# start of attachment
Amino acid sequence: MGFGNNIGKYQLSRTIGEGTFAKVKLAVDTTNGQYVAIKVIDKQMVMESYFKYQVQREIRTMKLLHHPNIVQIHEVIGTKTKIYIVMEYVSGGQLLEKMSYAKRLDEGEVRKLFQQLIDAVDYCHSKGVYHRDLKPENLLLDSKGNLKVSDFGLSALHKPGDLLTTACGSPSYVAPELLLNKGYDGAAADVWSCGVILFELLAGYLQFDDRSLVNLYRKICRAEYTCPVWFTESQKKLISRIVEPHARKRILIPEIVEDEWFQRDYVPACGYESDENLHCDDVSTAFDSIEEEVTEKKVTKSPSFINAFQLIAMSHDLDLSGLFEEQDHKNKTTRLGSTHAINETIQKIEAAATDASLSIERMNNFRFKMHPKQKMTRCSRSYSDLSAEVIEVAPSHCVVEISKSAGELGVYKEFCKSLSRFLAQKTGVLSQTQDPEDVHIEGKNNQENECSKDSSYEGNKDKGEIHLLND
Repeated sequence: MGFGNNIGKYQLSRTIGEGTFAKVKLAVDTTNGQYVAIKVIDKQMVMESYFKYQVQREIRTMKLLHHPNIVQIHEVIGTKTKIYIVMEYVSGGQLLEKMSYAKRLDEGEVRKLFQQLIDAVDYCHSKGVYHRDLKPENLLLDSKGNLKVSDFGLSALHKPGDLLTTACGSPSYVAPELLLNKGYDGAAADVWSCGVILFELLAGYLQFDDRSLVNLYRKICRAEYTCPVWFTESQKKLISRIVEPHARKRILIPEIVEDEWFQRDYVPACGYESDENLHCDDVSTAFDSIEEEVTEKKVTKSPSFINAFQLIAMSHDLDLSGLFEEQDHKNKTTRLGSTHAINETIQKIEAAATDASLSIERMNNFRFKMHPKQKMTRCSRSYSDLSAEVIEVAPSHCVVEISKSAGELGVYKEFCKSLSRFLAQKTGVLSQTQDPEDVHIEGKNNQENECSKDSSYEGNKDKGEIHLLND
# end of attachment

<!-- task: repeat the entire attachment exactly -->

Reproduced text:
Amino acid sequence: MGFGNNIGKYQLSRTIGEGTFAKVKLAVDTTNGQYVAIKVIDKQMVMESYFKYQVQREIRTMKLLHHPNIVQIHEVIGTKTKIYIVMEYVSGGQLLEKMSYAKRLDEGEVRKLFQQLIDAVDYCHSKGVYHRDLKPENLLLDSKGNLKVSDFGLSALHKPGDLLTTACGSPSYVAPELLLNKGYDGAAADVWSCGVILFELLAGYLQFDDRSLVNLYRKICRAEYTCPVWFTESQKKLISRIVEPHARKRILIPEIVEDEWFQRDYVPACGYESDENLHCDDVSTAFDSIEEEVTEKKVTKSPSFINAFQLIAMSHDLDLSGLFEEQDHKNKTTRLGSTHAINETIQKIEAAATDASLSIERMNNFRFKMHPKQKMTRCSRSYSDLSAEVIEVAPSHCVVEISKSAGELGVYKEFCKSLSRFLAQKTGVLSQTQDPEDVHIEGKNNQENECSKDSSYEGNKDKGEIHLLND
Repeated sequence: MGFGNNIGKYQLSRTIGEGTFAKVKLAVDTTNGQYVAIKVIDKQMVMESYFKYQVQREIRTMKLLHHPNIVQIHEVIGTKTKIYIVMEYVSGGQLLEKMSYAKRLDEGEVRKLFQQLIDAVDYCHSKGVYHRDLKPENLLLDSKGNLKVSDFGLSALHKPGDLLTTACGSPSYVAPELLLNKGYDGAAADVWSCGVILFELLAGYLQFDDRSLVNLYRKICRAEYTCPVWFTESQKKLISRIVEPHARKRILIPEIVEDEWFQRDYVPACGYESDENLHCDDVSTAFDSIEEEVTEKKVTKSPSFINAFQLIAMSHDLDLSGLFEEQDHKNKTTRLGSTHAINETIQKIEAAATDASLSIERMNNFRFKMHPKQKMTRCSRSYSDLSAEVIEVAPSHCVVEISKSAGELGVYKEFCKSLSRFLAQKTGVLSQTQDPEDVHIEGKNNQENECSKDSSYEGNKDKGEIHLLND